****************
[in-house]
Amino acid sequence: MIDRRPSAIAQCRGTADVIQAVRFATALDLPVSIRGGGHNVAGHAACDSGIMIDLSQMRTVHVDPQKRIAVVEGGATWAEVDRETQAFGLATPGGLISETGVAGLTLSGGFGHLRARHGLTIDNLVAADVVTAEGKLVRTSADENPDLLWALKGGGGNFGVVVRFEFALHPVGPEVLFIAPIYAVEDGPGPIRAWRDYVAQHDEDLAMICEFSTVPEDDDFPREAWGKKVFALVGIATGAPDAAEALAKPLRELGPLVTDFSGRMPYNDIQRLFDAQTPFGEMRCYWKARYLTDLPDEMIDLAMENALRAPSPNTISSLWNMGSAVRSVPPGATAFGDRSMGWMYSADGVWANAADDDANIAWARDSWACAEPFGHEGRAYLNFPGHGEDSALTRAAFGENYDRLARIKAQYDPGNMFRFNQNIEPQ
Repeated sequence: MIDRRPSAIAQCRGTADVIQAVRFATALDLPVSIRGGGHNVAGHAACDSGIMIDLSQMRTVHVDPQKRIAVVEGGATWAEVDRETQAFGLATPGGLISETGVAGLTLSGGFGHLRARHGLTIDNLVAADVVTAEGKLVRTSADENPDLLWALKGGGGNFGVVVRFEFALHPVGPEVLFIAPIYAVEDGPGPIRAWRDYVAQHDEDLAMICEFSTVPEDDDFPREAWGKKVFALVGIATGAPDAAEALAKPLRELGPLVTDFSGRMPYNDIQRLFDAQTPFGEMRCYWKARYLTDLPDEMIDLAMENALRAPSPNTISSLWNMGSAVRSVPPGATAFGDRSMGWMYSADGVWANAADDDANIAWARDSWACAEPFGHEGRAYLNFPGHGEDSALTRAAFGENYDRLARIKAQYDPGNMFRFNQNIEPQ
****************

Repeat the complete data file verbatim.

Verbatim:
[in-house]
Amino acid sequence: MIDRRPSAIAQCRGTADVIQAVRFATALDLPVSIRGGGHNVAGHAACDSGIMIDLSQMRTVHVDPQKRIAVVEGGATWAEVDRETQAFGLATPGGLISETGVAGLTLSGGFGHLRARHGLTIDNLVAADVVTAEGKLVRTSADENPDLLWALKGGGGNFGVVVRFEFALHPVGPEVLFIAPIYAVEDGPGPIRAWRDYVAQHDEDLAMICEFSTVPEDDDFPREAWGKKVFALVGIATGAPDAAEALAKPLRELGPLVTDFSGRMPYNDIQRLFDAQTPFGEMRCYWKARYLTDLPDEMIDLAMENALRAPSPNTISSLWNMGSAVRSVPPGATAFGDRSMGWMYSADGVWANAADDDANIAWARDSWACAEPFGHEGRAYLNFPGHGEDSALTRAAFGENYDRLARIKAQYDPGNMFRFNQNIEPQ
Repeated sequence: MIDRRPSAIAQCRGTADVIQAVRFATALDLPVSIRGGGHNVAGHAACDSGIMIDLSQMRTVHVDPQKRIAVVEGGATWAEVDRETQAFGLATPGGLISETGVAGLTLSGGFGHLRARHGLTIDNLVAADVVTAEGKLVRTSADENPDLLWALKGGGGNFGVVVRFEFALHPVGPEVLFIAPIYAVEDGPGPIRAWRDYVAQHDEDLAMICEFSTVPEDDDFPREAWGKKVFALVGIATGAPDAAEALAKPLRELGPLVTDFSGRMPYNDIQRLFDAQTPFGEMRCYWKARYLTDLPDEMIDLAMENALRAPSPNTISSLWNMGSAVRSVPPGATAFGDRSMGWMYSADGVWANAADDDANIAWARDSWACAEPFGHEGRAYLNFPGHGEDSALTRAAFGENYDRLARIKAQYDPGNMFRFNQNIEPQ